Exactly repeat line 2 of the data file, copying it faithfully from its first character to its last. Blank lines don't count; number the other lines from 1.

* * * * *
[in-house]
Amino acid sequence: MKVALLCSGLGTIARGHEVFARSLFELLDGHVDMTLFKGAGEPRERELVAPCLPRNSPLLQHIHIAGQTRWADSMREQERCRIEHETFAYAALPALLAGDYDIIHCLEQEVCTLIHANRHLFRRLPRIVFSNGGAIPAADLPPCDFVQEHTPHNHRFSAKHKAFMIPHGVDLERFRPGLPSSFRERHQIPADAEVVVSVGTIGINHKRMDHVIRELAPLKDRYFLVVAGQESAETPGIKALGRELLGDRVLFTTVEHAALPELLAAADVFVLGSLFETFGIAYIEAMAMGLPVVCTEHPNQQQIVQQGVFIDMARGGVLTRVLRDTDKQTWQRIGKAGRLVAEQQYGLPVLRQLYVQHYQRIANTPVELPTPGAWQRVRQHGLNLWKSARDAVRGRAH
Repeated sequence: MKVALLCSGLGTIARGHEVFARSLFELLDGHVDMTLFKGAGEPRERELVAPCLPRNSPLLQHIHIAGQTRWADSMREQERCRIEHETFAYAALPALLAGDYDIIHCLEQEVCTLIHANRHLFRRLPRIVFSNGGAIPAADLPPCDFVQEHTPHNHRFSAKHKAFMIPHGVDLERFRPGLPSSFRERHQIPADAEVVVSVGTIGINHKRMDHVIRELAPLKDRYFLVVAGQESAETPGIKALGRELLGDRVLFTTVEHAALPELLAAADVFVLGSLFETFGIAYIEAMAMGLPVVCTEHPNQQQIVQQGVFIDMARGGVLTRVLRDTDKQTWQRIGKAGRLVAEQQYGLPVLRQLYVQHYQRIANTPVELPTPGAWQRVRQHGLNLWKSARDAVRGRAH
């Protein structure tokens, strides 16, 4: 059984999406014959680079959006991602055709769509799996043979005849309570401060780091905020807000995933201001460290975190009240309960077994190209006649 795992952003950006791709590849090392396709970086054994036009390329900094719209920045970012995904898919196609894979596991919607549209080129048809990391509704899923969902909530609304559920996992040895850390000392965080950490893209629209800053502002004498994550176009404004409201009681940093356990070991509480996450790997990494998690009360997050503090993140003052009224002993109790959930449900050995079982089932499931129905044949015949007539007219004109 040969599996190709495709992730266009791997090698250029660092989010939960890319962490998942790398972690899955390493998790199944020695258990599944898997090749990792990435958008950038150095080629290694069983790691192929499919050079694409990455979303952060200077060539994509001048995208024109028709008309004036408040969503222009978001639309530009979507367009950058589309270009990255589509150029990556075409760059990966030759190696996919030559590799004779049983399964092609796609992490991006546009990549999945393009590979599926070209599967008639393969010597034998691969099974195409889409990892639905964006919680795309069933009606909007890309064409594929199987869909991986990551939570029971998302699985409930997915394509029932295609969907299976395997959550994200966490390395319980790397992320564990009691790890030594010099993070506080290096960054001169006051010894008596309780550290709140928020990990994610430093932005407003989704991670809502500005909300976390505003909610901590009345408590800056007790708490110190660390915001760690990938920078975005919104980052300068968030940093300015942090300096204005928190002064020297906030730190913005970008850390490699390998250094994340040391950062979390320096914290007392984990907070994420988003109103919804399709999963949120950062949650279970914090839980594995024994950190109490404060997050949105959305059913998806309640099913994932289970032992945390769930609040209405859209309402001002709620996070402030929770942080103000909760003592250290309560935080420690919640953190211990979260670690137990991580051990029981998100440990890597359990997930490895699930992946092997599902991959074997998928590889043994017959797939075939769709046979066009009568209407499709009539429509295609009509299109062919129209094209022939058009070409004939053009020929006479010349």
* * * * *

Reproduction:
Amino acid sequence: MKVALLCSGLGTIARGHEVFARSLFELLDGHVDMTLFKGAGEPRERELVAPCLPRNSPLLQHIHIAGQTRWADSMREQERCRIEHETFAYAALPALLAGDYDIIHCLEQEVCTLIHANRHLFRRLPRIVFSNGGAIPAADLPPCDFVQEHTPHNHRFSAKHKAFMIPHGVDLERFRPGLPSSFRERHQIPADAEVVVSVGTIGINHKRMDHVIRELAPLKDRYFLVVAGQESAETPGIKALGRELLGDRVLFTTVEHAALPELLAAADVFVLGSLFETFGIAYIEAMAMGLPVVCTEHPNQQQIVQQGVFIDMARGGVLTRVLRDTDKQTWQRIGKAGRLVAEQQYGLPVLRQLYVQHYQRIANTPVELPTPGAWQRVRQHGLNLWKSARDAVRGRAH